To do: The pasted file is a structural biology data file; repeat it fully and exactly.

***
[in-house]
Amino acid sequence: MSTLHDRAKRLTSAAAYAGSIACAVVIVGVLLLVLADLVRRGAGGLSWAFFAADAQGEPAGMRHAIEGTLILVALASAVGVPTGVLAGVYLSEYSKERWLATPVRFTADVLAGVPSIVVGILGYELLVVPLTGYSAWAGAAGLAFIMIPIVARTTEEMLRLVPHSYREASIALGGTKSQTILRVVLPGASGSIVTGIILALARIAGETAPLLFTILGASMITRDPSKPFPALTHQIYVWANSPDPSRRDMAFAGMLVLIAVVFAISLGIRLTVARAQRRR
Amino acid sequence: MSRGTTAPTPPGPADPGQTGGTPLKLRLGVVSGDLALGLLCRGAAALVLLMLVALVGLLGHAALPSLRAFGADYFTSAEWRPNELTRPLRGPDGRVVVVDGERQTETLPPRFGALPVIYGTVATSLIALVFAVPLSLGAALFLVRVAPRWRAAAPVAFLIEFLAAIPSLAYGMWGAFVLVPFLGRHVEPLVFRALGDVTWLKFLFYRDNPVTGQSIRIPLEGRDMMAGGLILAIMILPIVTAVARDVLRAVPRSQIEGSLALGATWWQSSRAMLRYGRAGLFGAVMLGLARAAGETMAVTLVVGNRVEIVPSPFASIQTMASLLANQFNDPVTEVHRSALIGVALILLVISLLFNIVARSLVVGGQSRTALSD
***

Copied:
[in-house]
Amino acid sequence: MSTLHDRAKRLTSAAAYAGSIACAVVIVGVLLLVLADLVRRGAGGLSWAFFAADAQGEPAGMRHAIEGTLILVALASAVGVPTGVLAGVYLSEYSKERWLATPVRFTADVLAGVPSIVVGILGYELLVVPLTGYSAWAGAAGLAFIMIPIVARTTEEMLRLVPHSYREASIALGGTKSQTILRVVLPGASGSIVTGIILALARIAGETAPLLFTILGASMITRDPSKPFPALTHQIYVWANSPDPSRRDMAFAGMLVLIAVVFAISLGIRLTVARAQRRR
Amino acid sequence: MSRGTTAPTPPGPADPGQTGGTPLKLRLGVVSGDLALGLLCRGAAALVLLMLVALVGLLGHAALPSLRAFGADYFTSAEWRPNELTRPLRGPDGRVVVVDGERQTETLPPRFGALPVIYGTVATSLIALVFAVPLSLGAALFLVRVAPRWRAAAPVAFLIEFLAAIPSLAYGMWGAFVLVPFLGRHVEPLVFRALGDVTWLKFLFYRDNPVTGQSIRIPLEGRDMMAGGLILAIMILPIVTAVARDVLRAVPRSQIEGSLALGATWWQSSRAMLRYGRAGLFGAVMLGLARAAGETMAVTLVVGNRVEIVPSPFASIQTMASLLANQFNDPVTEVHRSALIGVALILLVISLLFNIVARSLVVGGQSRTALSD